Robin's Adventures

Morocco, Spain, & Portugal
A Picturesque Adventure

Plaza de Espana

In preparation for hosting the Ibero-American Exposition in 1929, the Plaza de Espana was built in order to showcase the industry and technology exhibits of Spain. The buildings form a giant semi-circle and there is a moat and several bridges. Currently, the buildings are used as government offices.

If the buildings look familiar, it is because you may have seen them in Star Wars: Attack of the Clones. In the movie, the buildings were supposed to be the City of Theed on the planet Naboo.

More Plaza de Espana

Along one end of the plaza, there are a series of tiled alcoves that are designed to represent different provinces throughout the country. Each alcove has a small covered bookshelf that contained leaflets with information about that province.

Flamingo Dancers in Spain

At Sea

Before we left port, we enjoyed a wonderful on deck BBQ with creatively carved fruits and vegetables as decorations and with paellas and other Spanish delicacies on the menu.

During the next day and a half, we would leave the Mediterranean Sea and finish our cruise on the much more turbulent Atlantic Ocean finally arriving in Lisbon, Portugal.

One of the things we found amusing on the cruise was the towel creatures created for us by our cabin steward. He was able to create an impressive variety of animals and we got a kick out of coming back from a day in port to see what he had left for us.

Wind Surf Final Day

We spent part of our final day at sea exploring different areas of the ship. We took some photos at the very front of the ship on the bow sprit and then we went into the bridge to see the ship's command center.

The following morning, as the sun rose over Portugal, we prepared to disembark from the Wind Surf and begin the final portion of our adventure.


Porto, which is located on the Douro River, is the second largest city in Portugal. The skyline of the city is distinctive with tall narrow homes adorned with red rooftops.

A few iconic buildings stick out in the city view, such as the green domed tower that tops the city council, the 249-foot-tall bell tower from the Baroque Clerigos Church, and the imposing structure of the Porto Cathedral.

A large section of the medieval city wall is also part of the landscape and it provides a historical context for the city as well as engendering a sense of admiration and respect for the engineering and construction techniques of the city's medieval residents.

Portuguese Azulejos

Ceramic tiles are everywhere in Portugal. They are used on both interior and exterior walls of houses, shops, cafes, and even churches. They are decorative, easy to care for, and help provide insulation for the buildings they adorn.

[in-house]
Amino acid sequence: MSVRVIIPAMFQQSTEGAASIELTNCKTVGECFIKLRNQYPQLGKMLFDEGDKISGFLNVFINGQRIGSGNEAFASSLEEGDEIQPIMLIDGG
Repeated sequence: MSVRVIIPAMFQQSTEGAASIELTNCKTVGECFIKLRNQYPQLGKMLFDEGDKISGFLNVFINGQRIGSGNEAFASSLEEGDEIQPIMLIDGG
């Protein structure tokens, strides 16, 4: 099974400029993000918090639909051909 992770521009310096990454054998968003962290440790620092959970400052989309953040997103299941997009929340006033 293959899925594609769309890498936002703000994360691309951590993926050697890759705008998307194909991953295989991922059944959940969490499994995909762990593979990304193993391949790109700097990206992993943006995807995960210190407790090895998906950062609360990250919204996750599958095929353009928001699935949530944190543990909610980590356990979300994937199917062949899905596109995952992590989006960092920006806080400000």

Azulejos were first introduced by the Moors in the 13th century and the term comes from an Arabic word which means "polished stone." At first, the tiles were solid or had simple floral or geometrical designs because the Moors, for religious reasons, could not have human or animal figures in their artwork.

After the Moors were expelled from Portugal, the azulejos remained, but took on a whole new look as more colors and fresco-like designs were produced.

Bolsa Palace

The Bolsa Palace was once a convent, built in the 13th century, that was part of the Saint Francis Church. The convent was badly damaged in a fire in 1832 and the Queen of Portugal donated the building to the city's Commercial Association shortly thereafter.

The building was rebuilt between 1842 and 1910 and the interior designs are quite impressive. The palace is no longer used as a stock exchange, but is still used by the commercial association. In addition, major events and official receptions are held in the palace.

The Arab Room Reception Hall

The most impressive room in the Bolsa Palace is the Arab Room Reception Hall. The rest of the palace is Neoclassical in style and so the Moorish design of the reception hall came as a big surprise when we entered the room. This room is often used for music concerts and affairs of state.

Interesting Churches

The are a great deal of churches spread out across the city of Porto. Many have interesting stories to tell and noteworthy architectural styles. Here are a few that caught our eye.

There are two churches that were erected side by side, the Carmelitas Church with the interesting dome on top of a single bell tower (on the left in my photo), and the Carmo Church with a Baroque exterior and beautiful blue and white tiles (on the right).

Carmelitas, which was built in the 17th century, was the home of an order of Carmelite nuns. Carmo was built in the 18th century as a home for an order of monks. Between the two churches is one of the narrowest houses in the world. Local legend says that the reason the house was put there was to keep the nuns and the monks from getting too friendly with each other.

It is interesting to note that people actually lived in this very narrow house until 1980. Now the house is considered more of a curiosity and it is opened to the public as a tourist attraction.

The Parish Church of St. Nicholas was rebuilt after a fire in the mid 18th century and the facade was covered with blue and white tiles almost 100 years later in 1861.

Saint Anthony Church, which was built in the late 17th century, also has beautiful blue and white tiles. The tiles on St. Anthony's tells the story of the Saint and the Assumption of the Virgin Mary.

The Church of St. Francis is a large imposing Gothic structure with a beautiful rose window, twisting spiral shaped columns, and a statue of Saint Francis at the entrance.